5. Passing without sufficient clearance and criminal charges
The State of California does not file criminal charges against a driver that violates Vehicle Code 21751 VC. This is because it’s not a crime in California if a motorist passes another vehicle without sufficient clearance.
Violations of VC 21751 are infractions under California law. Violators are not subject to incarceration or any other criminal penalties.
6. Ignoring a ticket for violating VC 21751
Drivers should not ignore, or even forget about, a ticket for violating Vehicle Code 21751. Two things happen if this occurs. These are:
- The driver violates a new law, California Vehicle Code 40508 VC, for the failure to appear in court on a traffic citation; and,
- The driver may receive penalties for violating VC 40508.
6.1. Violation of Vehicle Code 40508 VC
Upon receiving a traffic ticket in California, the offender is obligated to sign a written promise to appear in court.
If the driver willfully fails to appear as promised, he violates Vehicle Code 40508 VC.8 The driver willfully fails to appear when he is willingly a no-show. It is not a defense if the driver did not intend to break the law.9
It also does not matter whether the offending driver is guilty or innocent of the underlying traffic citation.10 He violates Vehicle Code 40508 just by breaking a promise to:
- Appear in court,
- Appear to pay bail,
- Pay bail in installments,
- Pay a fine within the time authorized, or
- Comply with any condition of the court.11
6.2. Penalties for violating VC 40508
Violation of Vehicle Code 40508 VC is a misdemeanor. The penalties are:
- Up to six months in county jail, and/or
- A fine of up to $1,000.12
7. Passing without sufficient clearance and its impact on a personal injury lawsuit
A driver that violates Vehicle Code 21751 may cause an accident with another motorist that leads to an injury. If the motorist later files a personal injury lawsuit against the driver, the driver could be found “negligent.”
California law defines “negligence” as the failure to use reasonable care to prevent harm to oneself or to others. In the context of auto accidents, negligent drivers are at fault for the accident and may have to pay for any damages caused.
Negligence “per se” is a legal theory in which negligence is presumed based upon a defendant’s violation of a statute or ordinance
This means a driver would be negligent per se if he passed without sufficient clearance because the act is in violation of VC 21751.
Please note, however, that even if a driver is negligent per se, the driver may still be able to recover for any damages he incurs. This is because of California’s comparative fault laws.
8. Laws related to Vehicle Code 21751 VC
There are three laws related to VC 21751. These are:
- Unlawful driving on the left-side of the road – Vehicle Code 21752;
- Unsafe driving on a three-lane highway – Vehicle Code 21659; and,
- Coasting in neutral on downgrades – Vehicle Code 21710 CVC.
8.1. Unlawful driving on the left-side of the road – Vehicle Code 21752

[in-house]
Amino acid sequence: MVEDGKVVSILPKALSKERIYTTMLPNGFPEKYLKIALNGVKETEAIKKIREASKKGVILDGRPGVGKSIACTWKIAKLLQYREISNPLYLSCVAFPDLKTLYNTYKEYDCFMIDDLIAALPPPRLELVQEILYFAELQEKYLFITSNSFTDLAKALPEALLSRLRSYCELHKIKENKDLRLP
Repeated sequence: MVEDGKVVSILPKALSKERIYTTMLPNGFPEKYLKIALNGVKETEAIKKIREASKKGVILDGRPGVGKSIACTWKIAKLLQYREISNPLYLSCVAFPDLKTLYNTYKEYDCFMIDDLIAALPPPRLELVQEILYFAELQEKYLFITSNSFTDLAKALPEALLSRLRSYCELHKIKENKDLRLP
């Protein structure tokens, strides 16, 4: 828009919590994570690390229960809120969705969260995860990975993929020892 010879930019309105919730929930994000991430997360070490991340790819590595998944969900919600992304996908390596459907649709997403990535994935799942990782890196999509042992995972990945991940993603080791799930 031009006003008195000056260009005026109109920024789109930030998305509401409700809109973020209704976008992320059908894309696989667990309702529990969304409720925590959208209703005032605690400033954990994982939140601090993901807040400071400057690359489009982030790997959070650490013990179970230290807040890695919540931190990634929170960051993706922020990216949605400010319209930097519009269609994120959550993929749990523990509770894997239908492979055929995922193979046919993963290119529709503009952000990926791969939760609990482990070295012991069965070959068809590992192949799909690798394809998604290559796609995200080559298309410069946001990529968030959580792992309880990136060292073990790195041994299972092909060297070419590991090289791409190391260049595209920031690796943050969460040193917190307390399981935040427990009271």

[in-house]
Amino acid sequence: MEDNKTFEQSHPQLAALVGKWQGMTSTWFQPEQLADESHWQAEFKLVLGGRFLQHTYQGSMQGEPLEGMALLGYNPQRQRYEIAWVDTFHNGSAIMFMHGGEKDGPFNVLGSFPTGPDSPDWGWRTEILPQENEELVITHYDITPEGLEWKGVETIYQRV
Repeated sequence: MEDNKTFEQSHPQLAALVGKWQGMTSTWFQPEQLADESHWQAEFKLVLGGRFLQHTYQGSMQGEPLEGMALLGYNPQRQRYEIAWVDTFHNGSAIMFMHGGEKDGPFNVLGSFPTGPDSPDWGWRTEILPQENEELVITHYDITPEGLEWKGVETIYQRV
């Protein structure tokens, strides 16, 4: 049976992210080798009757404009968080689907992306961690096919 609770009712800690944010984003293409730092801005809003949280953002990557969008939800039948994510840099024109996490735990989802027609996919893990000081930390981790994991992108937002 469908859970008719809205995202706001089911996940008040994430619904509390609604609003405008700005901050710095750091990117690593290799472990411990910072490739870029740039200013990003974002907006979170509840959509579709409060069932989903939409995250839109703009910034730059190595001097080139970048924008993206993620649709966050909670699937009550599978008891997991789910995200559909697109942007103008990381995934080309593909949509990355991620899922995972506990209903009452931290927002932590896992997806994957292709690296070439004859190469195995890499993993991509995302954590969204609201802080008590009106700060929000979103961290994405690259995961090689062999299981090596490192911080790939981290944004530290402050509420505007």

Like VC 21751, California Vehicle Code 21752 applies to the situation in which a driver is traveling upon a two-lane highway. The code section states that such a driver must not drive in the left lane under the following conditions:
- (a) When approaching or upon the crest of a grade or a curve in the highway where the driver’s view is obstructed…
- (b) When the view is obstructed upon approaching within 100 feet of any bridge, viaduct, or tunnel.
- (c) When approaching within 100 feet of or when traversing any railroad grade crossing.
- (d) When approaching within 100 feet of or when traversing any intersection.
Motorists that violate Vehicle Code 21752 receive:
- A fine of $238.00; and,
- One point on their DMV driving record.
8.2. Unsafe driving on a three-lane highway – Vehicle Code 21659
California Vehicle Code 21659 VC applies to California highways that are divided into three-lanes.
More specifically, the section states that a motorist can only drive a vehicle in the center lane, or extreme left lane, of a three-lane highway under three circumstances. These are when:
- The motorist is overtaking and passing another vehicle;
- The motorist is preparing for a left turn; and,
- The center lane is being solely used for traffic moving in the same direction as the motorist’s vehicle.13
Note that under the first circumstance, motorists can only pass other vehicles when the roadway ahead is:
- Clearly visible; and,
- Clear of traffic within a safe distance.14
A driver that violates Vehicle Code 21659 receives:
- A fine of $238.00; and,
- One point on his DMV driving record.
8.3. Coasting in neutral on downgrades – Vehicle Code 21710
Vehicle Code 21710 VC is a simple law that states:
The driver of a motor vehicle when traveling on down grade upon any highway shall not coast with the gears of such vehicle in neutral.15
Violators of VC 21710 receive two penalties. These are:
- A fine of $367.00 and up; and,
- One point put on their DMV driving record.
- California Vehicle Code 21751 VC.
- DaVall v. Cary (1953) 115 Cal. App. 2d 378.
- Pohler v. Humboldt Motor Stages, Inc. (1950) 100 Cal. App. 2d 571.
- See California DMV.
- See same.
- See California Courts website.
- See same.
- California Vehicle Code 40508 VC.
- CALCRIM 2240, endnote 1: Someone commits an act willfully when he or she does it willingly or on purpose. It is not required that he or she intend to break the law, hurt someone else, or gain any advantage.
- See same.
- California Vehicle Code 40508 VC, endnote 1.
- California Penal Code 19 PC. Except in cases where a different punishment is prescribed by any law of this state, every offense declared to be a misdemeanor is punishable by imprisonment in the county jail not exceeding six months, or by fine not exceeding one thousand dollars ($1,000), or by both.
- California Vehicle Code 21659 VC.
- See same.
- California Vehicle Code 21710 VC.